Three years ago, Syriza refused an invitation by Antonis Samaras (New Democracy/PASOK Coalition) to join them in a coalition government (see here).
Why was Samaras interested in having Syriza onboard and why did Syriza refuse that?
Samaras presumably did not want to have an active and sizeable left opposition; Syriza presumably they did not believe the Coalition's policies would work and did not want to support them.
It was a good decision, too, as their electoral victory proves.
A Syriza MP and professor of economics, Costas Lapavitsas (h/t Bill Mitchell), has given an interesting interview to Jacobin.
In view of the rather clear failure of Yanis Varoufakis' initial approach (which perhaps one could describe as the reasoned, polite, dialogue between elites), Lapavitsas says:
"[T]he obvious solution for Greece right now, when I look at it as a political economist, the optimal solution, would be a negotiated exit. Not necessarily a contested exit, but a negotiated exit."That's a positive sign, and I believe this could sound good to the Greek Communist Party (KKE), too: after all, it was part of their platform (although it most definitely wasn't part of Syriza's platform, or Varoufakis' preferences).
However, the Greek people voted for Syriza and its platform, not for the KKE. Syriza did not campaign for a Grexit, the KKE did. It would take some humility and a public mea culpa from Syriza and a decided turn to the left to explain voters that their platform was mistaken and that the KKE was right all along, at least on that.
This leads us to an unfortunate comment in Lapavistas' interview; apparently he resents the KKE not joining Syriza in a coalition government:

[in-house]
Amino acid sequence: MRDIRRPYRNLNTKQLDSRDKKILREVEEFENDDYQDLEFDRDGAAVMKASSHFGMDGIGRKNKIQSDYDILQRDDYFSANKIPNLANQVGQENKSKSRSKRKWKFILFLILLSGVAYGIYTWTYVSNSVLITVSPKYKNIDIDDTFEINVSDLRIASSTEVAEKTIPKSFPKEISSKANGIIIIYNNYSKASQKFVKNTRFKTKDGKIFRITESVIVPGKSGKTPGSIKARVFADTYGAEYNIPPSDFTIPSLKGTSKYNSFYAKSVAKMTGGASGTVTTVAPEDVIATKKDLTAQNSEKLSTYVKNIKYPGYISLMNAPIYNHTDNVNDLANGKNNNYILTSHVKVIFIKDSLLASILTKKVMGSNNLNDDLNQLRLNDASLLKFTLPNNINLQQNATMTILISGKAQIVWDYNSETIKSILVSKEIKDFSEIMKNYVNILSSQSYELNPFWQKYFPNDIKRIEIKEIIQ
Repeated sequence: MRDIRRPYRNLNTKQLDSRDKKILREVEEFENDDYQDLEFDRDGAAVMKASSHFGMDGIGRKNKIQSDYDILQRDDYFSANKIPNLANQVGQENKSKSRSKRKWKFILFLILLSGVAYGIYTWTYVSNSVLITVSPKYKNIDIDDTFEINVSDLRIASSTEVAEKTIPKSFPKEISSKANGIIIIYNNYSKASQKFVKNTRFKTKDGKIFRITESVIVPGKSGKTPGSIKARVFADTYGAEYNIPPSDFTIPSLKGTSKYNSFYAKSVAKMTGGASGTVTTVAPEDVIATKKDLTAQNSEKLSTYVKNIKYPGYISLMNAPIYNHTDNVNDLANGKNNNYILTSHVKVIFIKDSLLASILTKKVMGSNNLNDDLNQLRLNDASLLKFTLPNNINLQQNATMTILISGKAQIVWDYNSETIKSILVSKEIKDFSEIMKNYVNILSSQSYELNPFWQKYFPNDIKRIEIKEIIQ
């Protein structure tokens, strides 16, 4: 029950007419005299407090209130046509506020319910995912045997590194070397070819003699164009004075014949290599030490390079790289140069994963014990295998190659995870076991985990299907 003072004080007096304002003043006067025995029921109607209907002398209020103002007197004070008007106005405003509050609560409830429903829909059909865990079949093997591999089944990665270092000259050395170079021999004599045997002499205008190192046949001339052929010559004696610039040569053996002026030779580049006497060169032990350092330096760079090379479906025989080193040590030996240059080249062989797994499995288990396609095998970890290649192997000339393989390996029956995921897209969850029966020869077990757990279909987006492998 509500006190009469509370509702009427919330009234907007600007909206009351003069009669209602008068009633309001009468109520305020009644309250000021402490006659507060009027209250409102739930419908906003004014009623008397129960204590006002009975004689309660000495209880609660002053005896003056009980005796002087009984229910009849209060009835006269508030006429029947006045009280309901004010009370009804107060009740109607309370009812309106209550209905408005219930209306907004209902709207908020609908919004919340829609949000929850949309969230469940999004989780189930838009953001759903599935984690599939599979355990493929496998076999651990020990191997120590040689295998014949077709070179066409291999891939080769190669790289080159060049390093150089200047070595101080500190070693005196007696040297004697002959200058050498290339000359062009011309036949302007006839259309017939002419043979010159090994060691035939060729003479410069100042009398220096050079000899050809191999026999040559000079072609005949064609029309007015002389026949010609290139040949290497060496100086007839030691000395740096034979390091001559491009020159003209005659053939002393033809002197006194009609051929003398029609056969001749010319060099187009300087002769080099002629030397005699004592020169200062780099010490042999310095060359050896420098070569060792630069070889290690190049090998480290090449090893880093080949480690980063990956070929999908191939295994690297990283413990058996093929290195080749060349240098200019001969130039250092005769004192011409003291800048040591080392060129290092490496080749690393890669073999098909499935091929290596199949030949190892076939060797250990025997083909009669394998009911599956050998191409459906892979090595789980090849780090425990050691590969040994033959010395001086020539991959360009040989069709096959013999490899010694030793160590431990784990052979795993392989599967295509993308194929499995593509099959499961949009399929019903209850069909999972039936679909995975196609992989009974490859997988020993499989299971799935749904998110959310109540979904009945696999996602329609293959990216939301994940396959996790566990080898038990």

"What's at stake and what's at issue among the non-Syriza left is a fear of power. It masquerades and hides itself behind big words. In the case of the Communist Party, every other word is about workers' power."Given that "Grexit" was one "big word" in the KKE platform, that it was right on that and Syriza wrong, Lapavitsas' attitude doesn't bode well. Perhaps a more sincere approach and a decisive move to the left would be more successful, otherwise, the same reasons against joining the Samaras Coaltion, will assist the KKE in not joining Syriza.
As God is my witness, I understand the Syriza-led government's predicament. I wish them luck, too, if not for themselves, for the Greek people and the Greek left.
But the truth is that these guys have come up these last few days with really dumb ideas. First it was Panos Kammenos' threat of letting illegal migrants (including Islamist fundamentalists) free passage through Greece (Kammenos is not a member of Syriza, but of the right-wing Independent Greeks, junior Coalition partner).
Then it was the turn of Nikos Paraskevopoulos, the Minister for Justice, to push forward the Nazi war crimes reparation button in such a way as to make sure their opponents had the claim those are "acts of desperation":
"In Brussels, the endgame over Greece's continued euro-zone membership has begun. Greek Prime Minister Alexis Tsipras is trapped between his campaign promise to put an end to EU-imposed austerity and his rapidly emptying state coffers. Meanwhile, his government's tone has become increasingly shrill."The Syriza guys are giving arguments to neo-Nazis and their fellow travellers all over the world (see comments thread here). Don't you people have any advisors?